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Thursday, 23 January 2020

Joint Statement from Susan Millar DuMars and Kevin Higgins

When faced with the choice, we side with those who don’t have power rather than those who wield it.  That said, it would not be appropriate for us to comment about any of the issues surrounding #WakeUpIrishPoetry. 
Except to say this: the issue has been raised as to what redress individual artists and arts workers have when faced with a possible abuse of power situation of any sort. The complaints procedures within most arts organisations are in reality heavily biased in favour of those who have power and against those who don’t. They are often not worth bothering with. The arts sector has hardly any trade union representation and the artistic world is, sadly, an extremely individualistic place. In our experience, people don’t tend to stick together. So what is one to do when faced with power being wielded inappropriately against you in the arts sector?  

            Each situation is different. But we would recommend that artists and arts workers faced with such a situation consider doing the following: contact a left wing TD and supply them with details of your case, which you can do in absolute confidentiality, and ask them to put in a written question to the relevant government minister about your case. Written questions must be answered and cannot be waffled around in the way that oral questions asked in the Dáil often are.
The TD can frame the question in general terms and supply additional specific details pertaining to your case to the relevant minister and her or his departmental officials. You need not be named in the question. When selecting which TD to approach, do not bother with any of the establishment parties as they will likely not support you. But most left wing TDs will, even if you do not live in their constituency. Remember, TDs are national, not local, representatives and are meant to represent the whole country. 

            Well over a decade ago, we briefly worked for a (now defunct) arts organisation where there were issues regarding late payment of wages, lack of contracts for employees, and related matters. We left after working there for less than a year. During the decade that followed, this organisation continued to intermittently post hostile commentary about us and our work on its official website and social media. This only stopped when we approached a left wing TD, supplying them with details, and they put a written question to the relevant minister. We were invited to meet with top officials in the relevant government department locally and we supplied them with detailed evidence. The hostile commentary ceased. The arts organisation in question no longer exists, while we continue to work happily in the sector.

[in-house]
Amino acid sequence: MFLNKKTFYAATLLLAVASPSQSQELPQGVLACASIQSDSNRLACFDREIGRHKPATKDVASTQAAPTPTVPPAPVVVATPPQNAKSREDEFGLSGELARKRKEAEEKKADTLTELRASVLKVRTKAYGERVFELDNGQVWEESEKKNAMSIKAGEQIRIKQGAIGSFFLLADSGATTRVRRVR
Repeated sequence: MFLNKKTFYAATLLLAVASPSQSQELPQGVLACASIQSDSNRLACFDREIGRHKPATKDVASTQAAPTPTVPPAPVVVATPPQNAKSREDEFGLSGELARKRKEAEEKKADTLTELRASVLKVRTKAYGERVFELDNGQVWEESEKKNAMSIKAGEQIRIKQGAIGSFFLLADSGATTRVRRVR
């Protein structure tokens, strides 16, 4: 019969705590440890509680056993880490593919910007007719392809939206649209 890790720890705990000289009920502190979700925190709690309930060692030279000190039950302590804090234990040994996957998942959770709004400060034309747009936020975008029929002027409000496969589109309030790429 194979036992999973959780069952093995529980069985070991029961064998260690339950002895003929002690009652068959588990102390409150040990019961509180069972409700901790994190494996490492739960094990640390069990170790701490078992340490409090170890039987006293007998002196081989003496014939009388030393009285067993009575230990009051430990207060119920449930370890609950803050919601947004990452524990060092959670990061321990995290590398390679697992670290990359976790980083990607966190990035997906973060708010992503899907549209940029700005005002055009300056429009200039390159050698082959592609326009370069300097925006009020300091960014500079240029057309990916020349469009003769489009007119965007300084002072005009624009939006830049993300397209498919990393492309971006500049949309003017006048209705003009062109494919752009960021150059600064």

The approach we took may not suit everyone. But we think it could help many. TDs’ email addresses are available on the Oireachtas website.

Friday, 13 December 2019

It's loud and it's tasteless and I've heard it before

Jeremy Corbyn on a picket line during the 1984-85 miners' strike
The defeat on Thursday will be seized upon by all the gathering forces of reaction - many of them claiming to be 'progressives' or 'soft-left' - to try and permanently destroy the reborn socialist movement, not just in the UK but elsewhere in Europe and especially in the US. The forces of reaction - from the BBC to the editors of the Guardian, the New York Times, and the Irish Times to Alistair Campbell, Joe Biden, Benjamin Netanyahu, Eoghan Harris, Mock the Week and Fintan O'Toole - want all of the young people inspired by the essential, the vital socialism of Corbyn, Sanders and others around Europe to give up and drop out of political activity, to become sour and cynical like all reactionaries-pretending-to-be-soft-left are.  

Fintan O'Toole receiving yet another award from the Irish establishment
Such people want parties such as the UK Labour Party to go back to being empty shells with hardly any active members, which are vehicles for the careers of future Tony Blairs, so that even when parties such as the Tories (or Republicans in the US) lose an election, the people who gave us the banking crash, the Iraq War, climate change, and poor people dying young because they are poor have another political party through which to perpetuate their rule.

These people will stop at nothing in the next few days and their friends in the Arts establishment - people I'm all too familiar with because of my area of work- will join in as joyfully as teenage boys who've been let into their first orgy. 
The devil is on the prowl this weekend and he (or she) is pretending to be a "soft-left" "progressive" because he wants your help making politics safe for his owners i.e. the people who are destroying the planet. You can help the devil if you want to, I won't. In the words of David Bowie: "It's loud and it's tasteless and I've heard it before." And I will do everything I can to resist it.
Jacob Rees Mogg with the next Tony Blair.

Thursday, 27 December 2018

2019 Poems for Patience competition ENTER NOW!

Galway University Hospitals Arts Trust is seeking entries again for its exciting annual poetry competition. 
2018 Poems for Patience launch
CRITERIA: poems entered in the competition should be no more than 32 lines long. They must be the original work of the entrant. Poems previously published in magazines or poetry collections are eligible. Multiple entries are accepted; poets can enter as many poems as they wish.